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Comment: Re:Obviously it has... (Score 1) 712

by ConstableBrew (#29289379) Attached to: Has the Rate of Technical Progress Slowed?
"Therefore, the only way to maintain the existing economic pyramid is to slow down the pace of technology until such time as other social controls (e.g. consumer debt) can become more effective."
And who exactly made the decision to slow down the pace? How did they communicate this decision, in a binding way to everyone else? How do they prevent people not directly under their control from innovating themselves? Why did they open of vast information sources like the Internet, and make them searchable, if they are trying to impede progress?
"No one" decided, yet everyone abided. It is the same way with everything else. "Who exactly decided that women would get paid less for the same work as men? How did they communicate this decision, in a binding way to everyone else?" "Who exactly decided that disproportionate numbers of blacks would be sent to prison for the same non-violent crimes committed by whites?" "Who exactly decided that blue jeans are acceptable attire for most white-collar work?" "Who exactly decided that athletics will be supported more than arts and sciences in American public schools?" "Who exactly decided that subdivisions will be built to hinder the use of public transit?"

Everyone abided? Why has the gap between men and women employment and wages consistently narrowed over the past several generations? Blue jeans as workplace attire have an affect on progress? Show me when arts and sciences ever received more funding than athletics.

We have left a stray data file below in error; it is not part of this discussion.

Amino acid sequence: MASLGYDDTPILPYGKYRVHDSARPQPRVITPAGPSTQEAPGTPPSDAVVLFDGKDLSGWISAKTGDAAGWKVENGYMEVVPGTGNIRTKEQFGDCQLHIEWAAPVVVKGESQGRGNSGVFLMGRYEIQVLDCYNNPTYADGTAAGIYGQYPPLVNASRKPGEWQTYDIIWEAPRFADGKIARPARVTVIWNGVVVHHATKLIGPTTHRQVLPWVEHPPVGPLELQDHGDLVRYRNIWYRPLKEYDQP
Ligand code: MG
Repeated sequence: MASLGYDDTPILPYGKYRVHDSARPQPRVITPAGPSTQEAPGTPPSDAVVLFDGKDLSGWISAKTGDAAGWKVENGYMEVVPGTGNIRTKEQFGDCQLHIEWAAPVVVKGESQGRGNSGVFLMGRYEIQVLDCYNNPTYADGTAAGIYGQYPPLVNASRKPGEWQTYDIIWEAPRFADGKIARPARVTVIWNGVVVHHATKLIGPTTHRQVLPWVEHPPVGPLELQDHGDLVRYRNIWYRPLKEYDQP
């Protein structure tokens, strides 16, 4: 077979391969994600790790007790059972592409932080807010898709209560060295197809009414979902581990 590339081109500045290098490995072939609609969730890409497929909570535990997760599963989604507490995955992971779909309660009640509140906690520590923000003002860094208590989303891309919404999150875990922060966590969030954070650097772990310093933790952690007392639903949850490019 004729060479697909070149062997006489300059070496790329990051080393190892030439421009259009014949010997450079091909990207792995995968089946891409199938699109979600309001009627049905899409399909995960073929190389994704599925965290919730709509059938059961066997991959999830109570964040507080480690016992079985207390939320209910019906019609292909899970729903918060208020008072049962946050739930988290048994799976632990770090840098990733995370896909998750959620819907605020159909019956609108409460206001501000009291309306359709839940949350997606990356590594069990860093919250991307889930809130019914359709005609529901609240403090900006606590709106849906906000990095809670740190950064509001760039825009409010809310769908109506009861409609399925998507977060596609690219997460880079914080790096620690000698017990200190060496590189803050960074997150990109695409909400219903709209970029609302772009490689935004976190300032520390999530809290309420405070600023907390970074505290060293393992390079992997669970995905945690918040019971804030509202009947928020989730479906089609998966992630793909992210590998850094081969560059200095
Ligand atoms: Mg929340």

Comment: Re:Resources are finite (Score 1) 712

by ConstableBrew (#29288855) Attached to: Has the Rate of Technical Progress Slowed?
It seems the author has lumped everything that is computer related into one single "invention". This is a shame, for computer science has come a long way and has invented many new things that the general populace makes much use of but has no recognition of it - Object Oriented Programming for example. Kurzweil (http://www.kurzweilai.net/meme/frame.html?main=/articles/art0134.html?) does a lot of work to show that the pace of invention is indeed linear, but that the effect is exponential.

Comment: Re:Let's get this straight... (Score 1) 278

by ConstableBrew (#29274825) Attached to: Sony To Put Chrome On Laptops
It's not the money exchange that should concern you, it should be the quality of the products being pushed. Symantec and McAfee are among the worst bloat ware being put on new machines and generally need to be uninstalled before the new pc you just got begins to run like a good machine should. On top of that, the software that comes preinstalled on new pcs is generally useless and rarely used by the end user. Google Chrome as the default browser offers a slick bit of software that will be directly used by the end user nearly every time the pc is booted. Why does the fact that Google paid to get the software there negate its usefulness?

Comment: Re:Hibernation? (Score 1) 440

by ConstableBrew (#27127275) Attached to: Quick Boot Linux Hopes To Win Over Windows Users
Hibernating is turning it off, the difference is that it restores the state of the OS instead of having to boot from scratch. Standby puts the machine into a low power consumption state. Hibernation is superior to standby for power savings and equal to shutting it off. And in my experience, standby isn't very reliable (usually forced to do a clean boot when it fails on start up), and resuming from hibernation is much faster than a clean boot.

Comment: Re:Space travel etc. (Score 1) 501

by ConstableBrew (#25976561) Attached to: Mad Scientist Brings Back Dead With "Deanimation"
I disagree with you completely! I work as a computer tech and I have to say that people do NOT adapt very well. Stick a middle aged craftsman in front of a computer and tell him this is how people do their jobs now and he will fumble around and not really have any idea what is going on, UNTIL HE RETIRES! He'll get by, but never will he be comfortable. Young people that have not yet acquired their preferred place in this world have no problems. That, however, is what young people are meant to do - explore and find their place. Exploring requires an element of adaption. If you resurrected an ancient Sumerian young adult, sure he may adapt well after a few years. Resurrect an ancient Sumerian in his late 40s and you'll never see him fully adapt.

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